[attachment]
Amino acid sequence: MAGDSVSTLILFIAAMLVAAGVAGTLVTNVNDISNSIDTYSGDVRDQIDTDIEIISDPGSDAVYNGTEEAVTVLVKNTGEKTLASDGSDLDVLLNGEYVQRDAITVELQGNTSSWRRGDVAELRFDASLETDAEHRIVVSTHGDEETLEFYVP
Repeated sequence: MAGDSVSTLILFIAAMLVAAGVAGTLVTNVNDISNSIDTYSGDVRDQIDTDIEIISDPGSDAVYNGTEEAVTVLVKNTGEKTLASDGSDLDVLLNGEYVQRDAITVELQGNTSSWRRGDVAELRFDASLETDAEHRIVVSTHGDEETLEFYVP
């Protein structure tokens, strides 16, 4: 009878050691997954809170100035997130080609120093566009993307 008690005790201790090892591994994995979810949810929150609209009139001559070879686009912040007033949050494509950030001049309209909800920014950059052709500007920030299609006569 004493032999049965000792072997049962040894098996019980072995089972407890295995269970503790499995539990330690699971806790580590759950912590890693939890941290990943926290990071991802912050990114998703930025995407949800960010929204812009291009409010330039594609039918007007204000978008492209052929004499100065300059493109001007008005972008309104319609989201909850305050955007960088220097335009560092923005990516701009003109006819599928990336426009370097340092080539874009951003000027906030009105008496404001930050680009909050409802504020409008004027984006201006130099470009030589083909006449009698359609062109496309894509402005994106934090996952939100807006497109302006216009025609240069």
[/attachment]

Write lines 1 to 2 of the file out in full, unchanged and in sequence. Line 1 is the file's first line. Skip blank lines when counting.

Amino acid sequence: MAGDSVSTLILFIAAMLVAAGVAGTLVTNVNDISNSIDTYSGDVRDQIDTDIEIISDPGSDAVYNGTEEAVTVLVKNTGEKTLASDGSDLDVLLNGEYVQRDAITVELQGNTSSWRRGDVAELRFDASLETDAEHRIVVSTHGDEETLEFYVP
Repeated sequence: MAGDSVSTLILFIAAMLVAAGVAGTLVTNVNDISNSIDTYSGDVRDQIDTDIEIISDPGSDAVYNGTEEAVTVLVKNTGEKTLASDGSDLDVLLNGEYVQRDAITVELQGNTSSWRRGDVAELRFDASLETDAEHRIVVSTHGDEETLEFYVP